7 Smart Tips for Co-Writing Songs Remotely – Soundfly

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7 Smart Tips for Co-Writing Songs Remotely

By Keller Medlin

This article originally appeared on The Sounds Sphere Blog

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The music industry has been hit hard by the COVID-19 pandemic. Seemingly overnight, millions of industry professionals were either out of work or scrambling to put pieces together to make ends meet.

A friend of mine, who just last year was mixing front of house at the biggest arenas in the country, was put on hold indefinitely with no pay or benefits since his job was paid per gig. He quickly realized he had to come up with a Plan B and I’m happy to report he has smoothly transitioned to software development.

It’s scary to wonder where your next paycheck will come from — I know this all too well. For the first three years of producing full time in Nashville I was living month to month not knowing when and where my next gig would come from. I adopted the mindset that I would always be taken care of and have been living that ever since. And it’s true, I was always taken care of, and now five years later I am more thankful than ever to be in a position where I can run a company (Sounds Sphere) as well as take care of my family.

So how do musicians who want to keep creating, work through the challenges of making music during a pandemic? The physiological effects are one major point to address, but in this article I want to discuss the practical, technological implications of co-writing songs remotely. Let’s get started.

1. Use Video

Whether you’re using Google Meet or Zoom, when trying to create remotely with co-writers having their face and your face on screen helps tremendously. Seeing their creative space, emotional cues on their face, and being able to interpret body language is important when working on songs.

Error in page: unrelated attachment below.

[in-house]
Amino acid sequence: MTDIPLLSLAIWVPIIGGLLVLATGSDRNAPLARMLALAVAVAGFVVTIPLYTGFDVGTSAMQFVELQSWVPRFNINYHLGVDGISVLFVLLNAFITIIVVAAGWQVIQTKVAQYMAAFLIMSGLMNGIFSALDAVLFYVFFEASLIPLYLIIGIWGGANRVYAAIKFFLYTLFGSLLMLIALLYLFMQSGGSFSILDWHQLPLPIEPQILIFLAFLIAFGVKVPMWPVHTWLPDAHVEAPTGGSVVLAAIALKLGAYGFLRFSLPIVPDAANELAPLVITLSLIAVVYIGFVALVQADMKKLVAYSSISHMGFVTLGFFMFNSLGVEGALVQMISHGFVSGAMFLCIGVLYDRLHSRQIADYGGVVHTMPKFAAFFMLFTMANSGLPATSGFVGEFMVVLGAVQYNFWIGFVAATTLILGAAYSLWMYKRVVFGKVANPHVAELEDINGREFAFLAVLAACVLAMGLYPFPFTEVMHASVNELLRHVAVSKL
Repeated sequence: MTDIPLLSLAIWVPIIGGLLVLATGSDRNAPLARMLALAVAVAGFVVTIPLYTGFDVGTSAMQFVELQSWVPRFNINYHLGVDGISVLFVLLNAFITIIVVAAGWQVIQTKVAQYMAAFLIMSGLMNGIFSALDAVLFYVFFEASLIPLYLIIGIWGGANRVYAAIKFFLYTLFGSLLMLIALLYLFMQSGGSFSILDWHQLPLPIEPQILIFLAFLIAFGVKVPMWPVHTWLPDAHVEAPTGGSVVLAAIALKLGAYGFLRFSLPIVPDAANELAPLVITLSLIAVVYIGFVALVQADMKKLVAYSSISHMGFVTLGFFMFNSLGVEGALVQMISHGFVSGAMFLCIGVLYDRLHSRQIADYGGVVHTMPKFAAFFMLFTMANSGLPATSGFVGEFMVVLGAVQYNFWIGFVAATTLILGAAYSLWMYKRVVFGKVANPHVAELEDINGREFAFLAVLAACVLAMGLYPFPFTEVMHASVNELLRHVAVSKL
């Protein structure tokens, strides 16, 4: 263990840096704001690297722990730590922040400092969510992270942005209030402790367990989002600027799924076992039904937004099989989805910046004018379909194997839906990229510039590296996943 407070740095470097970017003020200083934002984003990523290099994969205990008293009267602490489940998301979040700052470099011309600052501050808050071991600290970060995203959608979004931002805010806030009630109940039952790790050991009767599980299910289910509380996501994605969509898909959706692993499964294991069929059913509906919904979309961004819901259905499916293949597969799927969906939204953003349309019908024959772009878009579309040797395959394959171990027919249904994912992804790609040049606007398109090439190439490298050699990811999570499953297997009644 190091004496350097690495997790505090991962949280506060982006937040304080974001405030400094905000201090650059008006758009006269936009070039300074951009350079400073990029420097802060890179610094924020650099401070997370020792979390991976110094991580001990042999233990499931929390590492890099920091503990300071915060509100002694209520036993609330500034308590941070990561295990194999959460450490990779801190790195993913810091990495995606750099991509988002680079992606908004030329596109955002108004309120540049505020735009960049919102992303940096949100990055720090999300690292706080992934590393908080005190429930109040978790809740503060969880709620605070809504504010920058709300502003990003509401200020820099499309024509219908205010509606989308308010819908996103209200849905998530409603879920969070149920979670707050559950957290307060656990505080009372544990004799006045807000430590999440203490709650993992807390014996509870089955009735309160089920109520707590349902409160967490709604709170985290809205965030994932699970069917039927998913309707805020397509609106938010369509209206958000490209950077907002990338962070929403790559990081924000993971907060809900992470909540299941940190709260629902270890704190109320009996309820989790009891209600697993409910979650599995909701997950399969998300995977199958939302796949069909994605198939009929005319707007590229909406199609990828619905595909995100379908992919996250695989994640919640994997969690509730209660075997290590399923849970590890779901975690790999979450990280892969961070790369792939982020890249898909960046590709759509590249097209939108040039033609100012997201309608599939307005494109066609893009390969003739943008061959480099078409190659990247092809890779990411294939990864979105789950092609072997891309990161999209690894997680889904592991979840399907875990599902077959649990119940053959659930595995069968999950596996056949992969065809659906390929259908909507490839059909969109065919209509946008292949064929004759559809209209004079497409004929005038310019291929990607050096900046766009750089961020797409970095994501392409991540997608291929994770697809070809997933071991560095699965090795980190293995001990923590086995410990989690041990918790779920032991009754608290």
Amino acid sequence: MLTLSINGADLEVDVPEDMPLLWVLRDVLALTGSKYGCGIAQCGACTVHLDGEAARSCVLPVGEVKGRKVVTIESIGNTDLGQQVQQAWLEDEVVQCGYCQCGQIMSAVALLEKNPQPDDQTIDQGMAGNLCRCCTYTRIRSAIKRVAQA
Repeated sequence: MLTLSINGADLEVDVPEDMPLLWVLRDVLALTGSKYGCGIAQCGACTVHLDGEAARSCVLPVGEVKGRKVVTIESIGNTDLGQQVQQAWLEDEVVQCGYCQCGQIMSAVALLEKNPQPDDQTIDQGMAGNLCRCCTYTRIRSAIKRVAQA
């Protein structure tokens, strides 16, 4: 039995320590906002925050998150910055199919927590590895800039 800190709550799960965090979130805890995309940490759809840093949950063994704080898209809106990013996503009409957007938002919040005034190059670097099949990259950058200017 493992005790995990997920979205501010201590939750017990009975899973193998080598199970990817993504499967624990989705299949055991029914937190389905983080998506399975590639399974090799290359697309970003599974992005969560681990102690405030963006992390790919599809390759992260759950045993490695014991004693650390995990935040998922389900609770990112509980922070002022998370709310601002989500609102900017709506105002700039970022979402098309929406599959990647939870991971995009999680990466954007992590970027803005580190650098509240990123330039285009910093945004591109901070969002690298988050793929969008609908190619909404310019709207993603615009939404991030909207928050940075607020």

Songs are emotional gateways into a story, so if you’re not using video when writing with someone, you’re cutting off a huge part of the creative wellspring. There’s a reason no one writes songs together on the phone and a lot of it has to do with being able to see the person (in this case, albeit not in person).

If you don’t have a video enabled computer you can always use your phone’s camera. There are also cheap webcam options available for less than $50 so there’s no excuse for not showing your beautiful face while co-writing.

2. Take Frequent Breaks

Staring at a screen for hours at a time wears down your eyes and your energy so you might find it beneficial to schedule regular breaks when writing remotely with someone. Alternatively, you could just get up from your desk or chair and walk around the room a bit. Anything to get the blood moving again and rest your eyes.

Sometimes breaks won’t be possible if you’re on a roll and want to finish a section of the song. Or if your co-writer is adamant about continuing until something breaks through. In this case, it’s best to take “mini-breaks” by taking a few deep breaths or drinking some water.

Having joint listening sessions to references before and during the co-write can also help break up the screen time. One of you can share sound from your computer and play some new music that you think is good inspiration for the song you are working on. In any case, the unique circumstances of writing remotely call for more frequent breaks to recenter and refocus your attention on the task at hand.

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3. Send Demos Often

The elephant in the room with writing remotely is the latency caused by not being able to hear the track at the same time. Even a second of delay can completely kill the vibe if one writer is singing off-beat.

There are some technological tools to combat this problem which have had mixed reviews. It seems that no matter what, there will still be some minimal delay, but software like ConnectionOpen and others are attempting to make remote recording easier.

Even if you don’t purchase additional hardware or software, you can still stay on the same page as your co-writer by sending demos more often. If one of you has a DAW open and is recording demo vocals, send over rough bounces after each section is done to make sure the co-writer signs off on the timing, melody, and lyrics.

For example, after you finish the first verse, cut a quick demo and email the mp3 over to your co-writer so they can hear the proper timing and song with the beat.